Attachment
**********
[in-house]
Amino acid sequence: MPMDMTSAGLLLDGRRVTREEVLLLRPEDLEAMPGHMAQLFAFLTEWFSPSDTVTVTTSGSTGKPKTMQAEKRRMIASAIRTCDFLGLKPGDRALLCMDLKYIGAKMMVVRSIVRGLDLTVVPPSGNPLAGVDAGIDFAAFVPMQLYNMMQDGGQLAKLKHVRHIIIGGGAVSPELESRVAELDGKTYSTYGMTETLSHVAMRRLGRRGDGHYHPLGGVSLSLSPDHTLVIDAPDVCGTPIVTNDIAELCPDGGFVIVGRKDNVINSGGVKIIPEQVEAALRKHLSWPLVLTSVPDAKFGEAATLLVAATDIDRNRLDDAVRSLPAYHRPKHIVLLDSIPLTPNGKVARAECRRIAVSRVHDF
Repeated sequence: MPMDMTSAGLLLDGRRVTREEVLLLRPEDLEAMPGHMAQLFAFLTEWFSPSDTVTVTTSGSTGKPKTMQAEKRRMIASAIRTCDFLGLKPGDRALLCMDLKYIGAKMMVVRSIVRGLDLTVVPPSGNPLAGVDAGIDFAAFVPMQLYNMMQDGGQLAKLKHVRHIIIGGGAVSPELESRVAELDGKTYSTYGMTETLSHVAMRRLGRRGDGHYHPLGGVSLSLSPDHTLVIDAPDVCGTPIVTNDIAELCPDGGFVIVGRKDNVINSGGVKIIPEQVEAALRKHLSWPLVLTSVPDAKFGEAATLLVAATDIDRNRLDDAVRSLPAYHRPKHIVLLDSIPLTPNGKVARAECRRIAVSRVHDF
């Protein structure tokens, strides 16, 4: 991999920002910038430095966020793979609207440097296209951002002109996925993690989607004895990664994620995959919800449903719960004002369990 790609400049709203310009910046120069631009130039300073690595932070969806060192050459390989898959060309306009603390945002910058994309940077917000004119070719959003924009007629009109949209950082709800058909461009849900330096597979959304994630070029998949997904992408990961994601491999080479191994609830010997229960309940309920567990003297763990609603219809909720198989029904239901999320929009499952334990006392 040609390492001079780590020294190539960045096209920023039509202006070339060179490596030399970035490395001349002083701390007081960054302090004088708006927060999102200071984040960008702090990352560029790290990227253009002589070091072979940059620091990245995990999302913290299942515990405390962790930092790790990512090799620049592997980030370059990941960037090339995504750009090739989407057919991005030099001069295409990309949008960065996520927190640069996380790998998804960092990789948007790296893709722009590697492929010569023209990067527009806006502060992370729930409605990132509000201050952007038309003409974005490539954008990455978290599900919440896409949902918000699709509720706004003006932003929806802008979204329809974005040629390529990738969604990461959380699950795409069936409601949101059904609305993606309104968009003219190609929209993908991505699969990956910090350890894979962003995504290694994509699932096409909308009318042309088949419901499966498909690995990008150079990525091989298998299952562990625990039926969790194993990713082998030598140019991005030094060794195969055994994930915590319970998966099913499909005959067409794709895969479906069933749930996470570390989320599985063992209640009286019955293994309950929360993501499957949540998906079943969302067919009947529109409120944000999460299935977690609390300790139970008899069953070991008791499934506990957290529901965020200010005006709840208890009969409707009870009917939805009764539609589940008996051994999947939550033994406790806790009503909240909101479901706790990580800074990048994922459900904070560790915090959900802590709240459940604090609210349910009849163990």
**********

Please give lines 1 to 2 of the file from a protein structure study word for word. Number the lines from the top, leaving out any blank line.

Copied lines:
[in-house]
Amino acid sequence: MPMDMTSAGLLLDGRRVTREEVLLLRPEDLEAMPGHMAQLFAFLTEWFSPSDTVTVTTSGSTGKPKTMQAEKRRMIASAIRTCDFLGLKPGDRALLCMDLKYIGAKMMVVRSIVRGLDLTVVPPSGNPLAGVDAGIDFAAFVPMQLYNMMQDGGQLAKLKHVRHIIIGGGAVSPELESRVAELDGKTYSTYGMTETLSHVAMRRLGRRGDGHYHPLGGVSLSLSPDHTLVIDAPDVCGTPIVTNDIAELCPDGGFVIVGRKDNVINSGGVKIIPEQVEAALRKHLSWPLVLTSVPDAKFGEAATLLVAATDIDRNRLDDAVRSLPAYHRPKHIVLLDSIPLTPNGKVARAECRRIAVSRVHDF